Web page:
In addition to obtaining background information on this patent application, VerticalNews editors also obtained the inventors' summary information for this patent application: "A design layout is obtained that includes floating fill shapes and signal shapes. Capacitance of the signal shapes is calculated and a first subset of the fill shapes is selected that contribute capacitance to the signal shapes. The capacitance contribution of the first subset of fill shapes is estimated using a simple model. A capacitance model is then selected from a set of capacitance models having varying computational requirements and accuracy. The capacitance model is selected to meet an acceptable error level with the minimum amount of computation. The selected capacitance model is then used to extract the capacitance contribution from the subset of fill shapes. A second subset of fill shapes is then created based on the extracted capacitance values, and if the estimated capacitance contribution is significant, the capacitance extracted using the selected capacitance model. Additional iterations are performed for additional signal shapes. A computer program product embodied in a non-transitory computer readable medium for design analysis is disclosed comprising: code for obtaining a semiconductor design layout wherein the design layout includes fill shapes; code for identifying signal lines within the semiconductor design layout; code for calculating signal capacitance values for capacitance on the signal lines; code for identifying a subset of shapes from the fill shapes; code for estimating capacitance values between signal shapes and shapes from the subset of shapes; code for iterating to a second subset of shapes from the fill shapes based on the estimating; and code for calculating capacitance between signal shapes and the second subset of shapes. In embodiments, the computer program product includes code for continuing the iterating to further subsets of fill shapes based on the estimating. In some embodiments, a computer-implemented method for design analysis performs capacitance calculations.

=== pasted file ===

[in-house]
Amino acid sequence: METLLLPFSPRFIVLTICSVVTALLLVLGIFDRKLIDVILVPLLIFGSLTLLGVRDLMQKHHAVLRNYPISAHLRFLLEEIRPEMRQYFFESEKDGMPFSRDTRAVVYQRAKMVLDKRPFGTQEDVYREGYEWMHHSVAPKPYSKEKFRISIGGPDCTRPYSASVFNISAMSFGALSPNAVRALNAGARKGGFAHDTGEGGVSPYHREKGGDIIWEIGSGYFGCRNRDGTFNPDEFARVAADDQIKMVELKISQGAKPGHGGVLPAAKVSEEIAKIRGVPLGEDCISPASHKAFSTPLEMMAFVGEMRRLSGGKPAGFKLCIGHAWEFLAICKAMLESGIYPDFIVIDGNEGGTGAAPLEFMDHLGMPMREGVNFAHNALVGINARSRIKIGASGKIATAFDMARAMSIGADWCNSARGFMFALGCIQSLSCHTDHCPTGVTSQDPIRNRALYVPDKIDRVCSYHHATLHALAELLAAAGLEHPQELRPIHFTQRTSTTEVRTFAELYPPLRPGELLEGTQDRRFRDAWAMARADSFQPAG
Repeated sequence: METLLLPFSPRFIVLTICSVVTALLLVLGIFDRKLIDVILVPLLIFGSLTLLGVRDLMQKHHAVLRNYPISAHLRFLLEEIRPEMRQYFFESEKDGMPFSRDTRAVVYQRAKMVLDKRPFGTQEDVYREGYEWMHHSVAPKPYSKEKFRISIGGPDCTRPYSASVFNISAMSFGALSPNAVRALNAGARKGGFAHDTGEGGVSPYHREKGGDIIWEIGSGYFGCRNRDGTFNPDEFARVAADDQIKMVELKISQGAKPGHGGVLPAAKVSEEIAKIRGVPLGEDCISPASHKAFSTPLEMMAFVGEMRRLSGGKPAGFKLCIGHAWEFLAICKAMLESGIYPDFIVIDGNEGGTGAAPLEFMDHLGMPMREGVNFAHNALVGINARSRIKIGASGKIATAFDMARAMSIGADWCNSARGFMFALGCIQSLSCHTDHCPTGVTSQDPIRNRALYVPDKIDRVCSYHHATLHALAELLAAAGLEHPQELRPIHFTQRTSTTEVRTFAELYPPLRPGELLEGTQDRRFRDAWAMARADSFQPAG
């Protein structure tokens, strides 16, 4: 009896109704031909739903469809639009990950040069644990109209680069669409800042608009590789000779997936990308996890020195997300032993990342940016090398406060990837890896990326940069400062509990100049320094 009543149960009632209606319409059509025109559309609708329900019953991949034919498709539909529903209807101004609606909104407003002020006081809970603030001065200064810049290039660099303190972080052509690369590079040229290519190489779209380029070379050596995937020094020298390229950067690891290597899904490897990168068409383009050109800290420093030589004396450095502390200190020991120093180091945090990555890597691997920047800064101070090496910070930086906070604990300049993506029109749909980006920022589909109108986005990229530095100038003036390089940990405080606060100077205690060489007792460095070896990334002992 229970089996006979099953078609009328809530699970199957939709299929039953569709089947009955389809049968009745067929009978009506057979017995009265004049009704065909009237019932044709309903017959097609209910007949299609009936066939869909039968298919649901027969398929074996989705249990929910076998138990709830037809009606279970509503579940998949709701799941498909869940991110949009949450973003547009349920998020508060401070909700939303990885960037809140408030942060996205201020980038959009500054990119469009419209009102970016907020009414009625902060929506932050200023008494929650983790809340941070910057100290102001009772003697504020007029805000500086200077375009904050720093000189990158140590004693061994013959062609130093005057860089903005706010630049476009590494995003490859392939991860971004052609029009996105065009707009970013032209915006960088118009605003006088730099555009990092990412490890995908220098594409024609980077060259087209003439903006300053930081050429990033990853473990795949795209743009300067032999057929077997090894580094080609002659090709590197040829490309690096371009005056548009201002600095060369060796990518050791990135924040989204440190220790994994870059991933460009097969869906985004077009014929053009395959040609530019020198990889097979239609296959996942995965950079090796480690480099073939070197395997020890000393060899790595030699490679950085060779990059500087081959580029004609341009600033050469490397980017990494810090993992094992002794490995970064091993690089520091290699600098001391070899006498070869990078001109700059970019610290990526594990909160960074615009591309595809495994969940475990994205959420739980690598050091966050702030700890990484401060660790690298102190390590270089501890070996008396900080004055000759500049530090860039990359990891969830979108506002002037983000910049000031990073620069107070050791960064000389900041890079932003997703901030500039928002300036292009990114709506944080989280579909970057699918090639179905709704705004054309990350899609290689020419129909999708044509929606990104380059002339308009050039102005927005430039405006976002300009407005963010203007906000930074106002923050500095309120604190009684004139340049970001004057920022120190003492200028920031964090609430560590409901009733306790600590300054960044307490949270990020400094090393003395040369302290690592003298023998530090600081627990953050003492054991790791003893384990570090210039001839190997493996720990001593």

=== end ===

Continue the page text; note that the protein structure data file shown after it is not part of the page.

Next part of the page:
"Various features, aspects, and advantages of various embodiments will become more apparent from the following further description.
BRIEF DESCRIPTION OF THE DRAWINGS
"The following detailed description of certain embodiments may be understood by reference to the following figures wherein:
"FIG. 1 is a flow diagram for capacitance calculation.
"FIG. 2 is flow diagram capacitance calculation iteration.
"FIG. 3 shows an example layout with fill.
"FIG. 4A is an example layout illustrating track fill.
"FIG. 4B is an example layout illustrating pattern fill.
"FIG. 5 is a diagram of system that performs capacitance calculation."
For more information, see this patent application: Nieuwoudt, Arthur; Chatterjee, Arindam; Pinello, William Patrick. Floating Metal Fill Capacitance Calculation. Filed May 9, 2014 and posted November 19, 2015. Patent URL: http://appft.uspto.gov/netacgi/nph-Parser?Sect1=PTO2&Sect2=HITOFF&u=%2Fnetahtml%2FPTO%2Fsearch-adv.html&r=2914&p=59&f=G&l=50&d=PG01&S1=20151112.PD.&OS=PD/20151112&RS=PD/20151112
Keywords for this news article include: Electronics, Synopsys Inc, Semiconductor.